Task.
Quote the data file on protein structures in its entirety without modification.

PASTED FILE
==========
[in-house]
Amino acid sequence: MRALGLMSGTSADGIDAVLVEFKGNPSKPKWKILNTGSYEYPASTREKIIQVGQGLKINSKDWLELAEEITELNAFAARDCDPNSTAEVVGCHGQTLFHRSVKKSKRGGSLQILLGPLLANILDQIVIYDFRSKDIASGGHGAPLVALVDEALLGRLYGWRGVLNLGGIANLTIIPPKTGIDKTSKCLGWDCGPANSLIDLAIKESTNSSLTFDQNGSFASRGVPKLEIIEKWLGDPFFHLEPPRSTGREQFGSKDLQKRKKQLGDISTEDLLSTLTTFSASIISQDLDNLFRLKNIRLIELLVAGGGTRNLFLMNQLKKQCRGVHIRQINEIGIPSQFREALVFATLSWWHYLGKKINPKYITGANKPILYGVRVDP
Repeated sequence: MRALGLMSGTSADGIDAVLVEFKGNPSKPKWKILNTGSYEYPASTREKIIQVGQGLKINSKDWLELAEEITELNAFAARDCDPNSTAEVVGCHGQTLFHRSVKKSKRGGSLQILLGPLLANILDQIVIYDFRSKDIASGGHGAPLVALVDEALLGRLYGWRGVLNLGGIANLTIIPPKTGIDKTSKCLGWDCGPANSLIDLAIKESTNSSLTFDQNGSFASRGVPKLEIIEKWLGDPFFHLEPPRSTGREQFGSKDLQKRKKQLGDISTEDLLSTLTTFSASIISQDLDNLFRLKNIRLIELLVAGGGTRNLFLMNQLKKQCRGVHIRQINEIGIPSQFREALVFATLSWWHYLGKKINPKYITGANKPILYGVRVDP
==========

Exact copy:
[in-house]
Amino acid sequence: MRALGLMSGTSADGIDAVLVEFKGNPSKPKWKILNTGSYEYPASTREKIIQVGQGLKINSKDWLELAEEITELNAFAARDCDPNSTAEVVGCHGQTLFHRSVKKSKRGGSLQILLGPLLANILDQIVIYDFRSKDIASGGHGAPLVALVDEALLGRLYGWRGVLNLGGIANLTIIPPKTGIDKTSKCLGWDCGPANSLIDLAIKESTNSSLTFDQNGSFASRGVPKLEIIEKWLGDPFFHLEPPRSTGREQFGSKDLQKRKKQLGDISTEDLLSTLTTFSASIISQDLDNLFRLKNIRLIELLVAGGGTRNLFLMNQLKKQCRGVHIRQINEIGIPSQFREALVFATLSWWHYLGKKINPKYITGANKPILYGVRVDP
Repeated sequence: MRALGLMSGTSADGIDAVLVEFKGNPSKPKWKILNTGSYEYPASTREKIIQVGQGLKINSKDWLELAEEITELNAFAARDCDPNSTAEVVGCHGQTLFHRSVKKSKRGGSLQILLGPLLANILDQIVIYDFRSKDIASGGHGAPLVALVDEALLGRLYGWRGVLNLGGIANLTIIPPKTGIDKTSKCLGWDCGPANSLIDLAIKESTNSSLTFDQNGSFASRGVPKLEIIEKWLGDPFFHLEPPRSTGREQFGSKDLQKRKKQLGDISTEDLLSTLTTFSASIISQDLDNLFRLKNIRLIELLVAGGGTRNLFLMNQLKKQCRGVHIRQINEIGIPSQFREALVFATLSWWHYLGKKINPKYITGANKPILYGVRVDP